Don’t wish away the days. Live in the present, and realize that the life you’re living now will not be the life you’ll be living in a year, or even 50 days time. 

(So now that it’s officially posted on the internet this makes me completely accountable to this whole running every day thing. Shit.)

2) Do whatever it is that makes you happy, OFTEN.

This is not a go do your passion rant, it’s a serious what makes you happy rant. 

I said OFTEN, because you can’t always do what makes you happy 24/7. If we could, I’m sure there would be a lot more people sitting on their couch “Netflix and Chilling”. Is it “Chillin” or “Chilling”? Just “Chill”? I read about it recently, and had a “I’m definitely old now" moment. Then downloaded Netflix. No, wait, let me clarify. Not because of “Netflix and Chill”, just because I don’t have TV right now, and I needed some background noise in my apartment. I swear. Bad example.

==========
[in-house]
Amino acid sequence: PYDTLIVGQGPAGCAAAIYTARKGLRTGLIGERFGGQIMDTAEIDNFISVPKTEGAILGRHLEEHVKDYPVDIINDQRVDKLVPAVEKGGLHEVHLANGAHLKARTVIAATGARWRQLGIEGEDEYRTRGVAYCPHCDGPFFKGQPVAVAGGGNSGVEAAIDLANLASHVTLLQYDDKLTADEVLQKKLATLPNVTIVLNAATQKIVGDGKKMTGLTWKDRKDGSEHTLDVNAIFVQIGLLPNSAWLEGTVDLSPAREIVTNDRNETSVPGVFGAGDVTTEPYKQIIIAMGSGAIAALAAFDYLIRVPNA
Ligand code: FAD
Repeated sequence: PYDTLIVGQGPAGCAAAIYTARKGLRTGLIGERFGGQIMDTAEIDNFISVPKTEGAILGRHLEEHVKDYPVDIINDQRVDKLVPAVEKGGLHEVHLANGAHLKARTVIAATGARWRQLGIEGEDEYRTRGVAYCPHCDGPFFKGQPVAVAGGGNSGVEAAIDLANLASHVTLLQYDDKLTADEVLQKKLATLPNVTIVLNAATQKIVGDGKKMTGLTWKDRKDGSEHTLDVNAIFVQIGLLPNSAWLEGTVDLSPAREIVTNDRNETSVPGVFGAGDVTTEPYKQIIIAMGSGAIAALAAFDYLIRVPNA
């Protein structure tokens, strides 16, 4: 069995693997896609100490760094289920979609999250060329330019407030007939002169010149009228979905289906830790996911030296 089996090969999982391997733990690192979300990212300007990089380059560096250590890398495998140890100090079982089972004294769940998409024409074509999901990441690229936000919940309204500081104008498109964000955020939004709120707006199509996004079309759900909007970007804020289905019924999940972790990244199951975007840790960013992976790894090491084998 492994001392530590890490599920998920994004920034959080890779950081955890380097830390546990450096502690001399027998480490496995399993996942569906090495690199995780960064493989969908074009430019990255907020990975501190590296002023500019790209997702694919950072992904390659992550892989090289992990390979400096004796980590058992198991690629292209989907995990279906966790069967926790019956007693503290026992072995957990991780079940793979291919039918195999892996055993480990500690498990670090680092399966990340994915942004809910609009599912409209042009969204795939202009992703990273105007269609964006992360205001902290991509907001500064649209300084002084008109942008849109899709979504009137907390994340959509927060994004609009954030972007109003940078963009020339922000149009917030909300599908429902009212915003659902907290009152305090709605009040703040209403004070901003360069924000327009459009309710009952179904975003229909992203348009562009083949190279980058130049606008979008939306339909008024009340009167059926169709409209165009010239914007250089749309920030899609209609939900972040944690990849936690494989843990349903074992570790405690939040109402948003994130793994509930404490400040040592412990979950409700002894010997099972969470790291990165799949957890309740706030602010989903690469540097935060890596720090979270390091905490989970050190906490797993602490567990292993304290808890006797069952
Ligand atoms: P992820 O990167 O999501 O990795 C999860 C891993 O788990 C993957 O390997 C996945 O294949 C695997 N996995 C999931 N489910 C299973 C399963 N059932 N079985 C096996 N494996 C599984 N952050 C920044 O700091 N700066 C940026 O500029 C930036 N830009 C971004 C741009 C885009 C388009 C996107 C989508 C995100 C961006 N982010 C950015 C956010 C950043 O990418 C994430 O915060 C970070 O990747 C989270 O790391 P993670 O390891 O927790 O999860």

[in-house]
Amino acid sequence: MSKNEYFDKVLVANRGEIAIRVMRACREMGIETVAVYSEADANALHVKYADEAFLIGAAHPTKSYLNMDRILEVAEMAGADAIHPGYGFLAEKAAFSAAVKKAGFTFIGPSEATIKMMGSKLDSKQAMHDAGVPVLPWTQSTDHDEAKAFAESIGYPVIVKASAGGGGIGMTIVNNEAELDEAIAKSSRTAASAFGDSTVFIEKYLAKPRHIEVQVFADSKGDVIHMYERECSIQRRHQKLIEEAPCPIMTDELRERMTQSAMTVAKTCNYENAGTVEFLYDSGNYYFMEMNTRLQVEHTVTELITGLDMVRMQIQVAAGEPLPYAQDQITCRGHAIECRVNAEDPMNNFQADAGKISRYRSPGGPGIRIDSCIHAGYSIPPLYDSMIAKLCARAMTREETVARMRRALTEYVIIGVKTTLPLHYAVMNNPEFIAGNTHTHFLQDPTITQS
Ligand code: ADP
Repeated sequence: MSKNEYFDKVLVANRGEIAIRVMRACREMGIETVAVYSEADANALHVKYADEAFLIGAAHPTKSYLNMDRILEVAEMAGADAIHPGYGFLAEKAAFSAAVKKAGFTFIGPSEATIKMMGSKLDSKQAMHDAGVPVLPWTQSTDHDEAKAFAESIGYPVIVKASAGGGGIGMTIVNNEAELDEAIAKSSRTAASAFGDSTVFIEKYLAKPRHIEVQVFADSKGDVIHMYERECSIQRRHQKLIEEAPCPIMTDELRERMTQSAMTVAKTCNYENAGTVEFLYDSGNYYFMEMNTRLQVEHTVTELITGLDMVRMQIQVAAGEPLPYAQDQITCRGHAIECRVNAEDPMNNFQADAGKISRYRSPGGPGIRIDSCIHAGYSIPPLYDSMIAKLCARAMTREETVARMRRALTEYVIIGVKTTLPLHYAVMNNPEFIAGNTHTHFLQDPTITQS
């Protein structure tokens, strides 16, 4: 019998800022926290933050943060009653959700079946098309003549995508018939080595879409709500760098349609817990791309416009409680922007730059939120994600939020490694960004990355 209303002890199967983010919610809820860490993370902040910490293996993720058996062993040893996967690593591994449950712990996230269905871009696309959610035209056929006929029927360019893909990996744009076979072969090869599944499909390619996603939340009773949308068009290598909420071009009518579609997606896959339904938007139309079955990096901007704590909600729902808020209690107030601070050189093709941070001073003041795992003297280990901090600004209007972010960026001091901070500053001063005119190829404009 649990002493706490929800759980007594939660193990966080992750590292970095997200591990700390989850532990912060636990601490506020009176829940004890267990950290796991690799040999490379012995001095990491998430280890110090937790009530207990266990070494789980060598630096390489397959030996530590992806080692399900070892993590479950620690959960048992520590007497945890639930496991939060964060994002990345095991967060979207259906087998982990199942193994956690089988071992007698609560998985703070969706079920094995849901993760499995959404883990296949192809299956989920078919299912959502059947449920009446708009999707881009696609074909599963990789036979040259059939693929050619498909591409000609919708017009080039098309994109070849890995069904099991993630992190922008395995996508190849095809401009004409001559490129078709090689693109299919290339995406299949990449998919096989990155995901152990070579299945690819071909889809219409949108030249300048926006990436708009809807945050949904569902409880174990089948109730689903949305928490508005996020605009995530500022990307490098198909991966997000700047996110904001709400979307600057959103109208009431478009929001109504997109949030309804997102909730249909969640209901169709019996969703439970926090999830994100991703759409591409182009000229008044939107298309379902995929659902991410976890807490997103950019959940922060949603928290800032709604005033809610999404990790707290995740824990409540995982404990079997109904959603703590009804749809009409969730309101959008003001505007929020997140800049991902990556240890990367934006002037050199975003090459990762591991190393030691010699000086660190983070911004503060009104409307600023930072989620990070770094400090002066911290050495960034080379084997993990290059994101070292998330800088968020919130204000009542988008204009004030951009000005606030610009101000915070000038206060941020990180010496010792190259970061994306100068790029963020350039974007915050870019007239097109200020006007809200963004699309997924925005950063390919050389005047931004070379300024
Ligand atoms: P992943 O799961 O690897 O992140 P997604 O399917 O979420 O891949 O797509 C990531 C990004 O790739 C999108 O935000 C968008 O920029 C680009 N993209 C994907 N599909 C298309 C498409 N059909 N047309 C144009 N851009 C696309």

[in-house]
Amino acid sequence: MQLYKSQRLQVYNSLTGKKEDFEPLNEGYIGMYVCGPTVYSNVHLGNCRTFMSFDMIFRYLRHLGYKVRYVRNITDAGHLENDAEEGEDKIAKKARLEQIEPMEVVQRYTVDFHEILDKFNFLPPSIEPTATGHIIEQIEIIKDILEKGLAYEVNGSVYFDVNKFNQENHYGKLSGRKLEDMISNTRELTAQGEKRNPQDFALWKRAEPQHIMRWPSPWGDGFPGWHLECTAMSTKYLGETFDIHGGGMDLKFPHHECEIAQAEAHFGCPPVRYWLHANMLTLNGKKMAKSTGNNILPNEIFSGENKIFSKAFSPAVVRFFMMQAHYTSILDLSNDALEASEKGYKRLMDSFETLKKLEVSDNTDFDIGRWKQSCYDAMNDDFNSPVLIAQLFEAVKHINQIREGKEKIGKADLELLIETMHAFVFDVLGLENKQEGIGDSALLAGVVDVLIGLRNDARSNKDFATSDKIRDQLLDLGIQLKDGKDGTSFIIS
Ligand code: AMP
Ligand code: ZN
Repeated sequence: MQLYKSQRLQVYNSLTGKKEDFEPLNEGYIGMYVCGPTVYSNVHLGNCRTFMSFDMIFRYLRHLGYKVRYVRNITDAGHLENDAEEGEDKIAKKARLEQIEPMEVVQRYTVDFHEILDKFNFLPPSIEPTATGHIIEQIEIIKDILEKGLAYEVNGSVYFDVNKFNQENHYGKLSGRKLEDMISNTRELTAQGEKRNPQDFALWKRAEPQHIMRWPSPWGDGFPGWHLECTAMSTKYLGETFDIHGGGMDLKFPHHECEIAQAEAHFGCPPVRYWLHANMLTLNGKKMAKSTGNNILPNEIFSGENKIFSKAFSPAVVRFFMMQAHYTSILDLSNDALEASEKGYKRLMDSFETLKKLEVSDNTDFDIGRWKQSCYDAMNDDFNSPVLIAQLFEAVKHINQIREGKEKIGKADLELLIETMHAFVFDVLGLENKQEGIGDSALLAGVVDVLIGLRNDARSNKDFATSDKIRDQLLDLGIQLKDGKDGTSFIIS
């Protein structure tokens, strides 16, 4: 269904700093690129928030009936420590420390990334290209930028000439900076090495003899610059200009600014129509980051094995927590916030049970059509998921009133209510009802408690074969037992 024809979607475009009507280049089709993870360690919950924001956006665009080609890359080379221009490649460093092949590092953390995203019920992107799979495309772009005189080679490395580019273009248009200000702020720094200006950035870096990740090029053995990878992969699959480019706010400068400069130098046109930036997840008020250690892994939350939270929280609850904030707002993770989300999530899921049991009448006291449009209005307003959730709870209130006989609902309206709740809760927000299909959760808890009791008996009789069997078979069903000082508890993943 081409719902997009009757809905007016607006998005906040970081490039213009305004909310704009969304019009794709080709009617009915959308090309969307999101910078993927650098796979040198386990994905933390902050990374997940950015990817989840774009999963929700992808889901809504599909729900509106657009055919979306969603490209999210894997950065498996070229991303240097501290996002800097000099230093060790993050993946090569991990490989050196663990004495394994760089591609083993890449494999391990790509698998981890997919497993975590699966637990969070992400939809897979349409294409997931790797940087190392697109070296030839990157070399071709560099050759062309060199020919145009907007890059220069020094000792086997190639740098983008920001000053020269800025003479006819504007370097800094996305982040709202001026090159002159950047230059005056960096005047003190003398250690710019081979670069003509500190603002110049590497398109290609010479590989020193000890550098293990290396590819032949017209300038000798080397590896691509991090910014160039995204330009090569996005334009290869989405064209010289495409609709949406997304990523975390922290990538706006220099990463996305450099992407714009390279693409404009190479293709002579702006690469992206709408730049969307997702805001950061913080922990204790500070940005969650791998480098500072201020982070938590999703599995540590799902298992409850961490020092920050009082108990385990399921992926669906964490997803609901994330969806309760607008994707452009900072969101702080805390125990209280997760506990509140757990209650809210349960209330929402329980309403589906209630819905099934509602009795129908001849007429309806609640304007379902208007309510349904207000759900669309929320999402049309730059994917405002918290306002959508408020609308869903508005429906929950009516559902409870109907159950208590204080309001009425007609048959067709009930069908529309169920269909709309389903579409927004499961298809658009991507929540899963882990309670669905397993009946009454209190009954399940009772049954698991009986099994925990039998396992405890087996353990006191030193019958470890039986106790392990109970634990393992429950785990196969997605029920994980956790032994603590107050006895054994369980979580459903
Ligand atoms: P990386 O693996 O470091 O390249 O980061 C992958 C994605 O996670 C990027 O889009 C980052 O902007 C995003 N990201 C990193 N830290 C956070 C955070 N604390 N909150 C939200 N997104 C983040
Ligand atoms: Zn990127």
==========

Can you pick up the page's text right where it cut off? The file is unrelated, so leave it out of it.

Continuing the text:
Just Netflix. No chill. 

As someone who absolutely needs a sense of balance in their life, I have to remind myself of this during the times where it feels like I just let the teeter totter of life drop me really hard on my ass. If you can’t be doing what you love 24/7, then spend the time you do have available doing what makes you happy. If you don’t know what that is, think of a time when you felt like you hadn’t just let the teeter totter of life drop you on your ass. Maybe it’s a specific month that you can recall. What had you been doing several times a week? Where were you? What were you eating? How often were you drinking? Ask yourself anything to realize what made that time so great.